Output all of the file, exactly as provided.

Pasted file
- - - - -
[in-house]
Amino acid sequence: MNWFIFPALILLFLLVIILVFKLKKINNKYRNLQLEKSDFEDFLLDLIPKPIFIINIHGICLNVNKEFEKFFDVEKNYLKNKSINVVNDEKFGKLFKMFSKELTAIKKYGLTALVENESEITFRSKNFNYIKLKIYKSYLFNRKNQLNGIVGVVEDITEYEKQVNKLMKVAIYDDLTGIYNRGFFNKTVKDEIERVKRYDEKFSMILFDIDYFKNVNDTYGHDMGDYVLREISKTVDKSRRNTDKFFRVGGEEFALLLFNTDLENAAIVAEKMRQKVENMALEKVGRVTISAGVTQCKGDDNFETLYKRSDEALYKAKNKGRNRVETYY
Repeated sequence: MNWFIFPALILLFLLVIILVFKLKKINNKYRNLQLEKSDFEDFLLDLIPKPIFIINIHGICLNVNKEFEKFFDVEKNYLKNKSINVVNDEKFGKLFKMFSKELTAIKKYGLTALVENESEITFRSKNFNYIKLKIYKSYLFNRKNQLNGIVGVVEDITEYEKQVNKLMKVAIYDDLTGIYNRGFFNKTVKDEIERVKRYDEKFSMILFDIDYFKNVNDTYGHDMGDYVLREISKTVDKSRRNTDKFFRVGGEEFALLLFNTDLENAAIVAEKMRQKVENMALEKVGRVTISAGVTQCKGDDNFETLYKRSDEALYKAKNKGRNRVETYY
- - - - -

[in-house]
Amino acid sequence: MNWFIFPALILLFLLVIILVFKLKKINNKYRNLQLEKSDFEDFLLDLIPKPIFIINIHGICLNVNKEFEKFFDVEKNYLKNKSINVVNDEKFGKLFKMFSKELTAIKKYGLTALVENESEITFRSKNFNYIKLKIYKSYLFNRKNQLNGIVGVVEDITEYEKQVNKLMKVAIYDDLTGIYNRGFFNKTVKDEIERVKRYDEKFSMILFDIDYFKNVNDTYGHDMGDYVLREISKTVDKSRRNTDKFFRVGGEEFALLLFNTDLENAAIVAEKMRQKVENMALEKVGRVTISAGVTQCKGDDNFETLYKRSDEALYKAKNKGRNRVETYY
Repeated sequence: MNWFIFPALILLFLLVIILVFKLKKINNKYRNLQLEKSDFEDFLLDLIPKPIFIINIHGICLNVNKEFEKFFDVEKNYLKNKSINVVNDEKFGKLFKMFSKELTAIKKYGLTALVENESEITFRSKNFNYIKLKIYKSYLFNRKNQLNGIVGVVEDITEYEKQVNKLMKVAIYDDLTGIYNRGFFNKTVKDEIERVKRYDEKFSMILFDIDYFKNVNDTYGHDMGDYVLREISKTVDKSRRNTDKFFRVGGEEFALLLFNTDLENAAIVAEKMRQKVENMALEKVGRVTISAGVTQCKGDDNFETLYKRSDEALYKAKNKGRNRVETYY